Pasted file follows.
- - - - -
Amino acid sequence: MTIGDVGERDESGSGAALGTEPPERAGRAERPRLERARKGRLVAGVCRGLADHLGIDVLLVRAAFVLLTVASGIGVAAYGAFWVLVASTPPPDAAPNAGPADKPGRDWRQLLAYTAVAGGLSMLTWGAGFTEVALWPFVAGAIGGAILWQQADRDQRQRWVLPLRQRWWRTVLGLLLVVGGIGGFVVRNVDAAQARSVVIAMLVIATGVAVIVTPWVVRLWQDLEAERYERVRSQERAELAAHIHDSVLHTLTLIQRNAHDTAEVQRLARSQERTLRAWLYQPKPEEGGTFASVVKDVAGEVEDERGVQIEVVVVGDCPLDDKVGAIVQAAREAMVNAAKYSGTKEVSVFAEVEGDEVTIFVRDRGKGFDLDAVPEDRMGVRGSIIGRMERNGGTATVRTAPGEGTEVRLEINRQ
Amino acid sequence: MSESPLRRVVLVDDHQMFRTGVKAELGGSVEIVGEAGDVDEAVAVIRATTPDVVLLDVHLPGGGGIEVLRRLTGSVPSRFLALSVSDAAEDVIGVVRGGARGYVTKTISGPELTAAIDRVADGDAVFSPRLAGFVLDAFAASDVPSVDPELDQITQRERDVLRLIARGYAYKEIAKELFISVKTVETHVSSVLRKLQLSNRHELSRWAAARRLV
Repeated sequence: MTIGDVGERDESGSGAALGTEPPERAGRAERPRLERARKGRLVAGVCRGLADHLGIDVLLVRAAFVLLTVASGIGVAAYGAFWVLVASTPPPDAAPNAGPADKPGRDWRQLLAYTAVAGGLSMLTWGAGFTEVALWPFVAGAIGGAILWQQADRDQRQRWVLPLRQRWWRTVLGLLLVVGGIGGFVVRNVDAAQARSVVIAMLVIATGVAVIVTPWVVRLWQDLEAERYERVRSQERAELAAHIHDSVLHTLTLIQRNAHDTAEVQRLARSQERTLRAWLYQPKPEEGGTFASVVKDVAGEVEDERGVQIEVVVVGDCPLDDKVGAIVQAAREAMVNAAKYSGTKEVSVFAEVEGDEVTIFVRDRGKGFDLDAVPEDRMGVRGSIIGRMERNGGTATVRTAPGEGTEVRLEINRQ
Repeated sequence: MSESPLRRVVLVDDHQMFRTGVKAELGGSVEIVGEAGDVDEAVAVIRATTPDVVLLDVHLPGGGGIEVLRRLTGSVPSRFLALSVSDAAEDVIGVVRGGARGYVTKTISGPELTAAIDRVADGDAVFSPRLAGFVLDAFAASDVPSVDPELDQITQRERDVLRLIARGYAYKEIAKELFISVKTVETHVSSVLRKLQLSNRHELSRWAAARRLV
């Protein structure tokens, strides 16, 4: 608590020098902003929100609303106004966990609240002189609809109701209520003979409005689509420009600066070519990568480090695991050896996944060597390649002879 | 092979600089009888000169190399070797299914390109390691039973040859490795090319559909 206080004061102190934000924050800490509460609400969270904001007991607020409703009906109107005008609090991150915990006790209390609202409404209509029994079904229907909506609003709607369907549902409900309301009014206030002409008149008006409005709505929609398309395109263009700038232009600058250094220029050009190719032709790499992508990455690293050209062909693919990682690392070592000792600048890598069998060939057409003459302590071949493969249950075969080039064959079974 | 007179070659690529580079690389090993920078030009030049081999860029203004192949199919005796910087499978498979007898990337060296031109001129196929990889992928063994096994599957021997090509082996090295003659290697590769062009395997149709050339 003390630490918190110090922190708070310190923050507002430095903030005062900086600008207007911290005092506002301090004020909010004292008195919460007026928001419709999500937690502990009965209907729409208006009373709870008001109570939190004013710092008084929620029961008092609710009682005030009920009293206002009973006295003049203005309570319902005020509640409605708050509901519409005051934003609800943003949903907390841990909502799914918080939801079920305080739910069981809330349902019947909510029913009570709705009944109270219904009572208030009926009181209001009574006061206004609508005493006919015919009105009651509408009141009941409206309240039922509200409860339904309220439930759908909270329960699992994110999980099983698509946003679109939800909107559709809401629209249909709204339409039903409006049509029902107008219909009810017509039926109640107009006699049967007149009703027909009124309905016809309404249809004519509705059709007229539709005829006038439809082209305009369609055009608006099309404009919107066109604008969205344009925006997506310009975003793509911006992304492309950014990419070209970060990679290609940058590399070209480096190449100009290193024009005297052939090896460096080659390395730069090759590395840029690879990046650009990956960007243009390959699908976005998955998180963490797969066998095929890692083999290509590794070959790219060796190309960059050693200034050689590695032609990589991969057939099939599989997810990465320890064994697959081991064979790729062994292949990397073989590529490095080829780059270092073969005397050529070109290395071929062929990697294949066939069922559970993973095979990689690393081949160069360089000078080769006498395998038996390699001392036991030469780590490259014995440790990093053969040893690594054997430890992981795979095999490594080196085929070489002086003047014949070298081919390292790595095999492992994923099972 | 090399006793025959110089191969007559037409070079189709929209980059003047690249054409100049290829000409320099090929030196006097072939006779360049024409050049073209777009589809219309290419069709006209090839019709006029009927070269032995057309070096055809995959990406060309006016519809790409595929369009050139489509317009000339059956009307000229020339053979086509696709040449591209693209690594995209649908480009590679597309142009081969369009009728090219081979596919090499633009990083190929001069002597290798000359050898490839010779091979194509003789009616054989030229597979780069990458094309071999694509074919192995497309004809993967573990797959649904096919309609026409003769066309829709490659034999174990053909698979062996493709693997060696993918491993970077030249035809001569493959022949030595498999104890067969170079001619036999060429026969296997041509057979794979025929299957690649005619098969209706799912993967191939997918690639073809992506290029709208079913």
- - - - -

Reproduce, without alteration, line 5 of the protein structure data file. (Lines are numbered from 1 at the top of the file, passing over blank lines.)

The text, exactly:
């Protein structure tokens, strides 16, 4: 608590020098902003929100609303106004966990609240002189609809109701209520003979409005689509420009600066070519990568480090695991050896996944060597390649002879 | 092979600089009888000169190399070797299914390109390691039973040859490795090319559909 206080004061102190934000924050800490509460609400969270904001007991607020409703009906109107005008609090991150915990006790209390609202409404209509029994079904229907909506609003709607369907549902409900309301009014206030002409008149008006409005709505929609398309395109263009700038232009600058250094220029050009190719032709790499992508990455690293050209062909693919990682690392070592000792600048890598069998060939057409003459302590071949493969249950075969080039064959079974 | 007179070659690529580079690389090993920078030009030049081999860029203004192949199919005796910087499978498979007898990337060296031109001129196929990889992928063994096994599957021997090509082996090295003659290697590769062009395997149709050339 003390630490918190110090922190708070310190923050507002430095903030005062900086600008207007911290005092506002301090004020909010004292008195919460007026928001419709999500937690502990009965209907729409208006009373709870008001109570939190004013710092008084929620029961008092609710009682005030009920009293206002009973006295003049203005309570319902005020509640409605708050509901519409005051934003609800943003949903907390841990909502799914918080939801079920305080739910069981809330349902019947909510029913009570709705009944109270219904009572208030009926009181209001009574006061206004609508005493006919015919009105009651509408009141009941409206309240039922509200409860339904309220439930759908909270329960699992994110999980099983698509946003679109939800909107559709809401629209249909709204339409039903409006049509029902107008219909009810017509039926109640107009006699049967007149009703027909009124309905016809309404249809004519509705059709007229539709005829006038439809082209305009369609055009608006099309404009919107066109604008969205344009925006997506310009975003793509911006992304492309950014990419070209970060990679290609940058590399070209480096190449100009290193024009005297052939090896460096080659390395730069090759590395840029690879990046650009990956960007243009390959699908976005998955998180963490797969066998095929890692083999290509590794070959790219060796190309960059050693200034050689590695032609990589991969057939099939599989997810990465320890064994697959081991064979790729062994292949990397073989590529490095080829780059270092073969005397050529070109290395071929062929990697294949066939069922559970993973095979990689690393081949160069360089000078080769006498395998038996390699001392036991030469780590490259014995440790990093053969040893690594054997430890992981795979095999490594080196085929070489002086003047014949070298081919390292790595095999492992994923099972 | 090399006793025959110089191969007559037409070079189709929209980059003047690249054409100049290829000409320099090929030196006097072939006779360049024409050049073209777009589809219309290419069709006209090839019709006029009927070269032995057309070096055809995959990406060309006016519809790409595929369009050139489509317009000339059956009307000229020339053979086509696709040449591209693209690594995209649908480009590679597309142009081969369009009728090219081979596919090499633009990083190929001069002597290798000359050898490839010779091979194509003789009616054989030229597979780069990458094309071999694509074919192995497309004809993967573990797959649904096919309609026409003769066309829709490659034999174990053909698979062996493709693997060696993918491993970077030249035809001569493959022949030595498999104890067969170079001619036999060429026969296997041509057979794979025929299957690649005619098969209706799912993967191939997918690639073809992506290029709208079913």